Threatened with regulation, multibillion-dollar gig economy employers convinced California voters this week to pass a ballot initiative that exempts app-base rideshare and delivery services from state wage and hour laws.
Uber and Lyft, ridesharing services, and DoorDash, a meal delivery service, among others, raised more than $200 million to conduct a supposed voter initiative called Proposition 22, which is believed to be the most expensive voter initiative in American history.
By approving Prop. 22, California voters permitted app-based employers to classify their drivers under state law as “independent contractors” who are ineligible for minimum wage, overtime, health insurance and reimbursement for expenses.
The gig employers’ $200 million purse bought a comprehensive media campaign but another factor may be even more critical to the campaign’s success – the gig employers were able to use their apps to warn actual customers and drivers of a “parade of horribles” (i.e. higher prices) that might ensue if their drivers were classified as employees instead of independent consequences.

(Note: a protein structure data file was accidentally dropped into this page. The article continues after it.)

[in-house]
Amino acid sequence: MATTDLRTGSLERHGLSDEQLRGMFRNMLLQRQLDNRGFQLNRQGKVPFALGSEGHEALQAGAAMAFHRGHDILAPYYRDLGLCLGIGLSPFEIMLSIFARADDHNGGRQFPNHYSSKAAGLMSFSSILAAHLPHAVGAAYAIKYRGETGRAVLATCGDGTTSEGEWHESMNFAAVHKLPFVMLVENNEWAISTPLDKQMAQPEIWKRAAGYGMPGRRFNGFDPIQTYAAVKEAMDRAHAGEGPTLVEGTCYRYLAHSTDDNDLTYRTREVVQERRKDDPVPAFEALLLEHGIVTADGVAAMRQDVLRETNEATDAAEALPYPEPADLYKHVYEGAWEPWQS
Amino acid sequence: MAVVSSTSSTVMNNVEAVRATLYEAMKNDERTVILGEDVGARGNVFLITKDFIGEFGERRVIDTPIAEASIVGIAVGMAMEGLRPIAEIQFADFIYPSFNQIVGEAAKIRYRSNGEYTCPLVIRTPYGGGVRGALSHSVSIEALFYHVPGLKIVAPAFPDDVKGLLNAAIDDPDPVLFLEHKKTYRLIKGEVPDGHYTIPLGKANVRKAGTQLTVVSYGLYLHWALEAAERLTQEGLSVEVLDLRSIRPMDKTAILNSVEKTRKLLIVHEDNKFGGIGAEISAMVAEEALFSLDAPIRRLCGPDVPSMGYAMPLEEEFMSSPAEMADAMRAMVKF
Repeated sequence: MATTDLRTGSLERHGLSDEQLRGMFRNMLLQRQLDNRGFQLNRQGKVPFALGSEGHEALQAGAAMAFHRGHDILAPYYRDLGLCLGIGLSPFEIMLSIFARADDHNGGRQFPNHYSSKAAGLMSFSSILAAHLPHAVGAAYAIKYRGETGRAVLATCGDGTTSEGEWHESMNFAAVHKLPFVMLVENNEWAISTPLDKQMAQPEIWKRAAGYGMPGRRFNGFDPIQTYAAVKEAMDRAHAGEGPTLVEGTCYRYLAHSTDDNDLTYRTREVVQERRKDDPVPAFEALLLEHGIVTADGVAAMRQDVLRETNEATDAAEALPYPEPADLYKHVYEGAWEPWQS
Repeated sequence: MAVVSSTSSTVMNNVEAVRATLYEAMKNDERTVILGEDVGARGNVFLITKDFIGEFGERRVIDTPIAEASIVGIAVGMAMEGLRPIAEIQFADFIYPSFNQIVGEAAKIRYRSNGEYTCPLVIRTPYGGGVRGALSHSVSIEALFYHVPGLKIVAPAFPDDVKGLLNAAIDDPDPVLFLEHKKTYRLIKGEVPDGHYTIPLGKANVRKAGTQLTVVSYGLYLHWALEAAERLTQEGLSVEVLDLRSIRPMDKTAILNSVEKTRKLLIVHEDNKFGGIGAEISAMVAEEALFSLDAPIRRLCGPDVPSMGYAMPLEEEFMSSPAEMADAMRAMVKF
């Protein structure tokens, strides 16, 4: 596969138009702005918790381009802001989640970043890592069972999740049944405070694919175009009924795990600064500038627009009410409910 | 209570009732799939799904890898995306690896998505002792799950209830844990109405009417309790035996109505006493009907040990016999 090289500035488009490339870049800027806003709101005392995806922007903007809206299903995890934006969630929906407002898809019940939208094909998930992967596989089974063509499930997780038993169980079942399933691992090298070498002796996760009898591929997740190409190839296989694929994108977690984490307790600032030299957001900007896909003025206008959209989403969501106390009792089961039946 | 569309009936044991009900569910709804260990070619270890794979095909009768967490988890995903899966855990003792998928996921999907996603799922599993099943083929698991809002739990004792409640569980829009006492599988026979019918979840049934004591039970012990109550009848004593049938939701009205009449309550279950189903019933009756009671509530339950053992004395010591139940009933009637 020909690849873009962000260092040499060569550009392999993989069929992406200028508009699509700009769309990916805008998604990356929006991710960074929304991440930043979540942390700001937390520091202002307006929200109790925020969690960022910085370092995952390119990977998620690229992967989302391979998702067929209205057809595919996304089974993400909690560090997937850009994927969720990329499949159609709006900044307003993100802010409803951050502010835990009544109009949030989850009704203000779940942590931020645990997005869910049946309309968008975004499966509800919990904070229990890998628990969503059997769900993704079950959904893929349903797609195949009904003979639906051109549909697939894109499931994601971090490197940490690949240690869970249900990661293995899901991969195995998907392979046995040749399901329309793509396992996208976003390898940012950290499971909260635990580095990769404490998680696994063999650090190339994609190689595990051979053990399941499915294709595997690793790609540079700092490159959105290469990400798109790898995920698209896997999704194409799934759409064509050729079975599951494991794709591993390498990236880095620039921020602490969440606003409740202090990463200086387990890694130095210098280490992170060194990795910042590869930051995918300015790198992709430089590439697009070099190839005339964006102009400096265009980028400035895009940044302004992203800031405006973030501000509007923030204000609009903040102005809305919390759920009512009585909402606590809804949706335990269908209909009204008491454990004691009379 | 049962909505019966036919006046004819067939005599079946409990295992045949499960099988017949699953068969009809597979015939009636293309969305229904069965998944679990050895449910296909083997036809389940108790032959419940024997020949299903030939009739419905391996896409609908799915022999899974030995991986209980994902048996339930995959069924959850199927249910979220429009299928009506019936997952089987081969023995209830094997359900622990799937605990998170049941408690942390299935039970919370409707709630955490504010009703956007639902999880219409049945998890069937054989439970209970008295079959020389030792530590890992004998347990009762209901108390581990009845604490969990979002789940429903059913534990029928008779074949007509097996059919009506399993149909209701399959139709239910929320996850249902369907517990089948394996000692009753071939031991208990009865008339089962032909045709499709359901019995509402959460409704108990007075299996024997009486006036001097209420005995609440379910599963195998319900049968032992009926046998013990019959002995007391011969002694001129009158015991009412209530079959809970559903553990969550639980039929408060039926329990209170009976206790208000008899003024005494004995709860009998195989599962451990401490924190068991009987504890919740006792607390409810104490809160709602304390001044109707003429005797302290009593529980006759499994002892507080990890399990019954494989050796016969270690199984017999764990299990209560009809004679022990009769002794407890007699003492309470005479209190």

Moreover, they worded the actual ballot measure in an “artful” manner. Voters were told that failure to approve the measure would result in drivers having “less choice about when, where, and how much to work .”
Bottom line – the gig employers used a tool meant to be used by voters – not big business – to evade a law that was passed by voters’ elected representatives in California’s General Assembly for the purpose of protecting workers in California.Continue reading “The Biggest Labor Scam In Modern History?”